The people of Marin County, who have obeyed the rules as faithfully as any jurisdiction in America, remain stuck in what is shaping up to be another pandemic limbo year with uncertain twists ahead.
Last week, county health officials changed the mask rules in Marin to align with the more strict state rules. Marin residents now must return to wearing masks in all indoor spaces.
The guidance came as the Omicron variant picked up steam, sending COVID-19 case rates rising rapidly.
“Effective at 12:01 a.m. Thursday, Dec. 30,” a health department press release said, p”revious local face covering exemptions carved out for indoor spaces with consistent cohorts of fully vaccinated people will no longer apply. Now, all people in Marin County, regardless of vaccination status, will be required to wear a mask in all indoor public settings, in accordance with the state-wide mandate. This includes gyms, fitness centers, office settings, employee commuter vehicles, religious gatherings, college classes, and similar settings.”
The first case of Omicron variant in Marin was identified on Dec. 17. Since then, average daily COVID-19 case counts have tripled, fueled by the highly contagious Omicron variant. On Dec. 28, 338 new cases were reported, exceeding the prior highest daily case count by more than 100 cases.
“When we see numbers like this, it’s time to respond,” said Dr. Matt Willis, Marin County Public Health Officer. “The mask exemption for certain settings was a pre-Omicron policy. This variant behaves differently, and the risk of infection in a room full of vaccinated people who are unmasked is much higher now.”
The good news with Omicron comes in hospitalization rates. Hospitalization rates for COVID-19 infections have remained stable across Marin. That is attributed to Marin County’s very high vaccination rate; 92.1% of Marin’s population aged 5 and over has completed a COVID-19 vaccine series. Still, health authorities said they were concerned that hospitalization rates could increase significantly this week if case counts continue to rise at current rates.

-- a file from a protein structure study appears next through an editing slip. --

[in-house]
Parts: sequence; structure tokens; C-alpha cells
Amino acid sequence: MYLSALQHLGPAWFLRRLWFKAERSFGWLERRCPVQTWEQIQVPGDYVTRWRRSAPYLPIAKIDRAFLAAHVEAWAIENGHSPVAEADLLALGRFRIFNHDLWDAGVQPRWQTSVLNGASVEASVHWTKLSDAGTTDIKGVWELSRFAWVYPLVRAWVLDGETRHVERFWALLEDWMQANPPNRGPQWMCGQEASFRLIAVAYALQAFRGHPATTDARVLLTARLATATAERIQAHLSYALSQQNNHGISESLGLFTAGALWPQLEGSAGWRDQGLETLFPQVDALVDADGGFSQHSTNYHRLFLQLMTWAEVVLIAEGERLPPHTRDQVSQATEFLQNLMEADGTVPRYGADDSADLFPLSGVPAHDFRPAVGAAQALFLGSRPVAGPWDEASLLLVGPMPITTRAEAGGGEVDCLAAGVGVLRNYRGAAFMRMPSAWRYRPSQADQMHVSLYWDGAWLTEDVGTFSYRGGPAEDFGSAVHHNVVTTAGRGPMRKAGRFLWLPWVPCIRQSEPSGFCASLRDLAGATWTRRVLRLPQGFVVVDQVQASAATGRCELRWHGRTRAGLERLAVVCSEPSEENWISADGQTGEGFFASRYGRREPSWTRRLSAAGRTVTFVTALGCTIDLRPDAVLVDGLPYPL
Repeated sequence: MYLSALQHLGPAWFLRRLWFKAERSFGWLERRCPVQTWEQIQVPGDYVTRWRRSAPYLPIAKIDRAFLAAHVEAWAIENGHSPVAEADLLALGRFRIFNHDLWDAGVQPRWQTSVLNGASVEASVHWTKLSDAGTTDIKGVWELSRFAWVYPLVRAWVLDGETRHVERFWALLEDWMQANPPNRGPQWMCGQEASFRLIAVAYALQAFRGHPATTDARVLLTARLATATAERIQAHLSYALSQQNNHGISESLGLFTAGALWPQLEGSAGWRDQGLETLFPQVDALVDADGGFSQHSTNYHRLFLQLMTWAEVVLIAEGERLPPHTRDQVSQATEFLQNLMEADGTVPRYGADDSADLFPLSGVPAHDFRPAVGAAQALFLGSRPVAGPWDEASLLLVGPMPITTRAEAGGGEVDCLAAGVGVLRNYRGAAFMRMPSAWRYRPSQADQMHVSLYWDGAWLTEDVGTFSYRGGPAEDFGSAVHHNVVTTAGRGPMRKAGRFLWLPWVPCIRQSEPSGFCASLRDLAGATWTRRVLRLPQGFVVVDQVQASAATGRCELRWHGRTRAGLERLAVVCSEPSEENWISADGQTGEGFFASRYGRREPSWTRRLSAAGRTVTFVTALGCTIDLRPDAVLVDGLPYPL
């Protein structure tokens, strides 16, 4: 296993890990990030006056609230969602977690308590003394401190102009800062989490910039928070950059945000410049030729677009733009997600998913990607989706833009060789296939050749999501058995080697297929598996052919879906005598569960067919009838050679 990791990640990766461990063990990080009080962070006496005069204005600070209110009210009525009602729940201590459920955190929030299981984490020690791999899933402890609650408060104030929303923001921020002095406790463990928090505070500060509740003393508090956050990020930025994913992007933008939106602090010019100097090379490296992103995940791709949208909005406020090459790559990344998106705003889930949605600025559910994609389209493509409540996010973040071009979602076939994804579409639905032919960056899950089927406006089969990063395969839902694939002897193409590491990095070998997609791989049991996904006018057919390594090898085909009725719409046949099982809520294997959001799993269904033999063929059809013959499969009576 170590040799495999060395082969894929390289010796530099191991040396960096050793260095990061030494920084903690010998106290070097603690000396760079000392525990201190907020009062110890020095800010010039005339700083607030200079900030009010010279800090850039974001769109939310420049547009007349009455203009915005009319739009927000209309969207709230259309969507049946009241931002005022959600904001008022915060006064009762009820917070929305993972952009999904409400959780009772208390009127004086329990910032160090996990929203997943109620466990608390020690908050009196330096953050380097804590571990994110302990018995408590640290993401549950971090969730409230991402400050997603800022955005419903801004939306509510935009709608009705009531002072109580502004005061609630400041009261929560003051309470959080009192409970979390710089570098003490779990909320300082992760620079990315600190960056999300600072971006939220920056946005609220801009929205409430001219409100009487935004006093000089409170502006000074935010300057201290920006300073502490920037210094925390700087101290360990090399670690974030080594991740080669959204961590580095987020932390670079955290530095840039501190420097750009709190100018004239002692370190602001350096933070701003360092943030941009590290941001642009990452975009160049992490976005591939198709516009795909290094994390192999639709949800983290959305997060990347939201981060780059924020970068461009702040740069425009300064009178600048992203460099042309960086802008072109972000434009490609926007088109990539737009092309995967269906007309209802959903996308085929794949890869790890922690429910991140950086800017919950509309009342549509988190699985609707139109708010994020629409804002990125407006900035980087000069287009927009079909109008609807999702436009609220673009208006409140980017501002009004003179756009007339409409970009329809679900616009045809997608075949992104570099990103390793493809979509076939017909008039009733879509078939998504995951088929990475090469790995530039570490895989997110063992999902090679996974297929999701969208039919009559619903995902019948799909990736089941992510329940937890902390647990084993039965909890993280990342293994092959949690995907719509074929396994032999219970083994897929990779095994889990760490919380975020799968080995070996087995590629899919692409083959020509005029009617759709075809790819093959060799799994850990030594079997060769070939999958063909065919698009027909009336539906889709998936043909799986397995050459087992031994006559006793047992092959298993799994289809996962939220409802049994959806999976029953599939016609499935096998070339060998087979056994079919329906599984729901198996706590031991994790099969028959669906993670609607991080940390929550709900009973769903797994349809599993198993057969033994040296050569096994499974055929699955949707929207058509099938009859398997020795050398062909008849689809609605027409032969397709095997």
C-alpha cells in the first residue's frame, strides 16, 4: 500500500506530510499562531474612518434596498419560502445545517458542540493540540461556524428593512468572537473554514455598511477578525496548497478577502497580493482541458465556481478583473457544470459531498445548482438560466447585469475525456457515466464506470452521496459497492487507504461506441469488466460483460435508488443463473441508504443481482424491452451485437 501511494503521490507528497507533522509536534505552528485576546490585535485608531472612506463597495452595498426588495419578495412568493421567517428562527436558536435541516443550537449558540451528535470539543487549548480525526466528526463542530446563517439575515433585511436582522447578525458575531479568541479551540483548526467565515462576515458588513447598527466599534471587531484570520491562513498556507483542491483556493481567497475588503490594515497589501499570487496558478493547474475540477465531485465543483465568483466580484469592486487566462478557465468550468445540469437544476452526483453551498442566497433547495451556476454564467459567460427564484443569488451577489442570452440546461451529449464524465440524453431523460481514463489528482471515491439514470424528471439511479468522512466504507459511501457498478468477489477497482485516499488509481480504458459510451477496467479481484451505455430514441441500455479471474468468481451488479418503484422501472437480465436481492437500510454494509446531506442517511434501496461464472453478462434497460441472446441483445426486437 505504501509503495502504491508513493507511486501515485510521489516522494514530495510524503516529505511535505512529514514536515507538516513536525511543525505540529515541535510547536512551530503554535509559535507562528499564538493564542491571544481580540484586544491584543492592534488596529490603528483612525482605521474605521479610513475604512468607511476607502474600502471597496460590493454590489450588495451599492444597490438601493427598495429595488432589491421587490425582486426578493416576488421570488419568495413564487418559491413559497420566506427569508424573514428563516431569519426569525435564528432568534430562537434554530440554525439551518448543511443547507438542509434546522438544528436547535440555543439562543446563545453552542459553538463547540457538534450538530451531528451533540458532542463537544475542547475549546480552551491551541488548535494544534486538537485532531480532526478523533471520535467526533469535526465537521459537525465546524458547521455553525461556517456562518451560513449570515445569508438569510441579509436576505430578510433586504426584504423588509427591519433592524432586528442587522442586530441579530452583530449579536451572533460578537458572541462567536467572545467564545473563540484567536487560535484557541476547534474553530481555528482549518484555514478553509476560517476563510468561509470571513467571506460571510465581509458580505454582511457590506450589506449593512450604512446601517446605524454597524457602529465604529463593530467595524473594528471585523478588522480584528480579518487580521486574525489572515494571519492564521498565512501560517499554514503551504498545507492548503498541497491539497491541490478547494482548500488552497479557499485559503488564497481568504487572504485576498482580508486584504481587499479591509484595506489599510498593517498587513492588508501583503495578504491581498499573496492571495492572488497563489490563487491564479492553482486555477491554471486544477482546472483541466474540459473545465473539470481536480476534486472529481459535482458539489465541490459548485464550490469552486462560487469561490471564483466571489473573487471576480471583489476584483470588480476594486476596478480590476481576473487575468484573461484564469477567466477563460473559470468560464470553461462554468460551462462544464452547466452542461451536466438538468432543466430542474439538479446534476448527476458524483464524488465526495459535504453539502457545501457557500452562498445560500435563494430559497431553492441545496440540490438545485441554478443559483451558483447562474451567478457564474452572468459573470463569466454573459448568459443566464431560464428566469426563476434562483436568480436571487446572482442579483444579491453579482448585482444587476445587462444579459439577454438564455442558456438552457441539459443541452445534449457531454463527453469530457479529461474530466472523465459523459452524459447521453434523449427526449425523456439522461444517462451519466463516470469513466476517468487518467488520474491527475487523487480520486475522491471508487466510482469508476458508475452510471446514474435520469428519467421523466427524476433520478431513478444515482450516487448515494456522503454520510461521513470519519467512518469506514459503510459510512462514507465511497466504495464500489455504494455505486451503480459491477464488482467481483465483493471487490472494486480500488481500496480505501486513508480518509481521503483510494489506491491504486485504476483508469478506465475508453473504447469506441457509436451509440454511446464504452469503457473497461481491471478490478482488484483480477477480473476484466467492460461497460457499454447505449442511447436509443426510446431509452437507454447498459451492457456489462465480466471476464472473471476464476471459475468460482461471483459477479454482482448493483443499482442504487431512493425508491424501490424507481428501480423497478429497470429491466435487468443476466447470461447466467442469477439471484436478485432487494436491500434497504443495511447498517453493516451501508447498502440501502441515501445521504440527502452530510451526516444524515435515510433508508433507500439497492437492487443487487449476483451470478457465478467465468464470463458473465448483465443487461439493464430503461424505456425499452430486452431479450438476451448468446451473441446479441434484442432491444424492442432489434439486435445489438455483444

COVID-19 vaccines, including booster doses, continue to offer the most effective protection against hospitalization and death from all variants of COVID-19 circulating in the Bay Area.
The county said the vaccines and boosters are “safe, free, and effective.”
Meanwhile, the Marin County statistics as of Tuesday (Dec. 28) the death toll has risen to 200, that’s an increase of two from the week before. While there were 267 new cases of COVID-19 reported, hospitalizations increased by only two with zero COVID-19 patients in ICU.
Some national scientists say that Omicron cases will top out next week.
“Omicron will likely be quick. It won’t be easy, but it will be quick. Come the early spring, a lot of people will have experienced COVID,” William Hanage, an epidemiologist at the Harvard T.H. Chan School of Public Health, said last Thursday.
In San Francisco, Dr. Bob Wachter, chair of medicine at UCSF, tweeted that the number of patients admitted into the university’s hospital system more than doubled from 20 people to 45 in the span of 10 days.
“Be super careful — it’s raining COVID,” Wachter tweeted.
On the travel front, getting in and out of the Bay Area by air remained gummed up over the holidays. Omicron took its toll on staff at airlines and airports. About 7% of the flights in and out of SFO were canceled. It might get worse as the FAA warned that it may not have enough staff to monitor air traffic in the new year.
As for school in Marin, children returned to school this week. But to return, students and staff had to pass a home COVID-19 test.
Officials said they expected about 1-2% of staff and students to test positive, which under new guidelines requires them to quarantine for five days.
By doing this, health officials said they hope to start school without a big outbreak that could interrupt the education of children.